On appeal from Superior Court of New Jersey, Law Division, Union County.
Antell, Dreier and Skillman. The opinion of the court was delivered by Skillman, J.A.D.
Defendant was indicted for theft by deception, contrary to N.J.S.A. 2C:20-4; theft by failure to make required Disposition of property received, contrary to N.J.S.A. 2C:20-9; misapplication of entrusted property, contrary to N.J.S.A. 2C:21-15; perjury, contrary to N.J.S.A. 2C:28-1; and false swearing, contrary to N.J.S.A. 2C:28-2a. During trial, the court dismissed the perjury charge and amended the false swearing charge to allege that the statutory provision violated by defendant was N.J.S.A. 2C:28-2c. A jury found defendant guilty of the remaining charges. The court merged defendant's convictions for theft by failure to make required Disposition of property received and misapplication of entrusted property into his conviction for theft by deception and sentenced him to a three year term of imprisonment. In addition, the court ordered defendant to make restitution of $7,637.50 to the victim of the theft. The court also imposed a concurrent nine month term of imprisonment on defendant's conviction for false swearing.
Defendant was a member of the bar of this State. His convictions for theft and misapplication of entrusted property
were based on the receipt of money from a client for legal services which were never performed and for an expert witness's fee and other litigation expenses which were not actually incurred. The client paid this money in connection with defendant's purported representation in a lawsuit brought by E.I. DuPont DeNemours and Company, Inc. Defendant's conviction for false swearing was based on his alleged knowingly inconsistent statements in testimony he gave before a Union County grand jury and in a certification he executed in connection with the DuPont litigation.
On appeal, the Public Defender has filed a brief on defendant's behalf which makes the following arguments:
I. THE TRIAL COURT ABUSED ITS DISCRETION IN DENYING DEFENDANT'S PRETRIAL MOTION TO SEVER THE COUNTS CHARGING PERJURY AND FALSE SWEARING.
II. THE TRIAL COURT COMMITTED PLAIN ERROR BY PROVIDING THE JURY WITH A VAGUE, AMBIGUOUS DEFINITION OF THE TERM "FIDUCIARY" (Not Raised Below).
III. THE TRIAL COURT VIOLATED DEFENDANT'S RIGHT TO TRIAL BY JURY IN PERMITTING A GUILTY VERDICT BY A JURY THAT DID NOT UNANIMOUSLY AGREE UPON THE FALSITY OF THE STATEMENTS IN ISSUE (Not Raised Below).
IV. THE TRIAL COURT COMMITTED PLAIN ERROR BY FAILING TO INSTRUCT THE JURY ON THE STATUTORY DEFENSE OF CLAIM OF RIGHT (Not Raised Below).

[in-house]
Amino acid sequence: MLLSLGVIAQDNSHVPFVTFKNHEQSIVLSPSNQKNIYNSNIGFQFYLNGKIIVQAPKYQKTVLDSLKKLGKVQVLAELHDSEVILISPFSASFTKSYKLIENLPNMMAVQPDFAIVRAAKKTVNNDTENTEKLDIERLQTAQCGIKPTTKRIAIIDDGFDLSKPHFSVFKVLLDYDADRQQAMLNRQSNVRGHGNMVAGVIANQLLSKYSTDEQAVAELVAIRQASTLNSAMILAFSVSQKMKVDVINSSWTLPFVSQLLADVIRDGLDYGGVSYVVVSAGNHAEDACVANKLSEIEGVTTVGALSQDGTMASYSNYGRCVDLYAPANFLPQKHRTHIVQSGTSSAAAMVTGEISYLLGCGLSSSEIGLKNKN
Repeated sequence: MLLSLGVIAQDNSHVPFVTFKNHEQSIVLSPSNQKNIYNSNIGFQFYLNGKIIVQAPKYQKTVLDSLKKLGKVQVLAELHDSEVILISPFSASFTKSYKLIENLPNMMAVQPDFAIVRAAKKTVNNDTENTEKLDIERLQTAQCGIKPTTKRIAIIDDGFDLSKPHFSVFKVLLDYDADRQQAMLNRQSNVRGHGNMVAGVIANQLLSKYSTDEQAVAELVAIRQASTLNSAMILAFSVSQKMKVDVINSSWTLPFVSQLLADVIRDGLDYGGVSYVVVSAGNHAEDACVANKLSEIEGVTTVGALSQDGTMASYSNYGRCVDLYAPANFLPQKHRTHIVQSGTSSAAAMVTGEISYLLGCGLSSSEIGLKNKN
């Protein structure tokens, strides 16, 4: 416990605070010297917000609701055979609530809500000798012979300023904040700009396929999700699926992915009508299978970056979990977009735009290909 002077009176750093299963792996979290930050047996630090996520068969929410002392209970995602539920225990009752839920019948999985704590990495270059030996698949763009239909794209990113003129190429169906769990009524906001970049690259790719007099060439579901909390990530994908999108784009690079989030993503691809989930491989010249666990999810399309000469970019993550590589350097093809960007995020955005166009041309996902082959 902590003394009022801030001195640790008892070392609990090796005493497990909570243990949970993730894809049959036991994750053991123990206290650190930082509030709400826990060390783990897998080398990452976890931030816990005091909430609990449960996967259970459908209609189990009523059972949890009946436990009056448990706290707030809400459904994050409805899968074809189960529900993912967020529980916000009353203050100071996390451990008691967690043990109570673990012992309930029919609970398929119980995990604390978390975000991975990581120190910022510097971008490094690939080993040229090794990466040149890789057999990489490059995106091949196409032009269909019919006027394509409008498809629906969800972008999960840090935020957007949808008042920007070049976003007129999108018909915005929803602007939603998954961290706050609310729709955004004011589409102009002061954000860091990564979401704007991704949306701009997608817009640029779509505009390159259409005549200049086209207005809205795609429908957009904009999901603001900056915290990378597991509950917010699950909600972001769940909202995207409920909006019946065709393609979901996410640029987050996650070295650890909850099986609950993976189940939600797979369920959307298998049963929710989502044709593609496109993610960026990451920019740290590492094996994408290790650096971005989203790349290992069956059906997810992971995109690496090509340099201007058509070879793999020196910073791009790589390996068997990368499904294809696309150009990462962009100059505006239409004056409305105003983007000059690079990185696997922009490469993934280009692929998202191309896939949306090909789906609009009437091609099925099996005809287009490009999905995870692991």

V. THE PROSECUTOR IMPROPERLY ATTACKED DEFENDANT'S TESTIMONY ON CROSS-EXAMINATION WITH QUESTIONS CONCERNING HIS FAILURE TO VOLUNTARILY PROVIDE RECORDS TO INVESTIGATORS (Not Raised Below).
VI. THE PROSECUTOR WAS IMPROPERLY PERMITTED TO CROSS-EXAMINE DEFENDANT WITH DOCUMENTS NOT SUPPLIED IN DISCOVERY.
In addition, defendant pro se has filed a supplemental brief which makes the following argument:
BY NOT CHARGING THE JURY AS TO THE CLAIM OF RIGHT DEFENSE, THE COURT BELOW EFFECTIVELY RELEASED THE PROSECUTION FROM ITS BURDEN OF PROOF, THEREBY DENYING THE DEFENDANT ESSENTIAL CONSTITUTIONAL RIGHTS.
We conclude that the trial court's instructions regarding false swearing improperly permitted the jury to return a non-unanimous verdict. Therefore, defendant's conviction for false swearing must be reversed. Defendant's other arguments are clearly without merit. R. 2:11-3(e)(2). Accordingly, we affirm defendant's conviction for theft by deception.
The New Jersey Constitution "presupposes a requirement of a unanimous jury verdict in criminal cases." State v. Parker, 124 N.J. 628, 633, 592 A.2d 228 (1991), cert. denied, U.S. , 112 S. Ct. 1483, 117 L. Ed.2d 625 (1992). However, the scope of the unanimity requirement is sometimes unclear. See State v. Parker, supra, 124 N.J. at 633-37, 592 A.2d 228; James J. McClure, Schad v. Arizona: Diminishing the Need for Verdict Specificity, 70 N.C.L.Rev. 936 (1992); Comment, Right to Jury Unanimity on Material Fact Issues: United States v. Gipson, 91 Harv.L.Rev. 499 (1977). On the one hand, it has been broadly stated that "the unanimity rule . . . requires jurors to be in substantial agreement as to just what a defendant did as a step preliminary to determining whether the defendant is guilty of the crime charged." United States v. Gipson, 553 F.2d 453, 457-58 (5th Cir.1977). On the other hand, it has been stated that "plainly there is no general requirement that the jury reach agreement on the preliminary factual issues which underlie the verdict." Schad v. Arizona, 501 U.S. , , 111 S. Ct. 2491, 2497, 115 L. Ed.2d 555, 565
(1991) (Souter, J., plurality opinion) (quoting McKoy v. North Carolina, 494 U.S. 433, 449, 110 S. Ct. 1227, 1236-37, 108 L. Ed.2d 369, 385 (1990) (Blackman, J., Concurring)).
One test used to determine whether a jury verdict is unanimous when a defendant is alleged to have committed separate acts, any one of which could constitute the offense charged, is whether those acts are "conceptually distinct." See United States v. Gipson, supra, 553 F.2d at 458; State v. Parker, supra, 124 N.J. at 646, 592 A.2d 228 (Pollock, J., Dissenting). Another test is whether a statute recognizes that a single offense may be committed by different means and those means are not "so disparate as to exemplify two inherently different offenses." Schad v. Arizona, supra, 501 U.S. at , 111 S. Ct. at 2503, 115 L. Ed.2d at 572 (Souter, J., plurality opinion); see also State v. Parker, supra, 124 N.J. at 634-35, 592 A.2d 228. In applying the latter test, "historical and contemporary acceptance of [a state's] definition of the offense and verdict practice is a strong indication that they do not [offend Due Process]." ...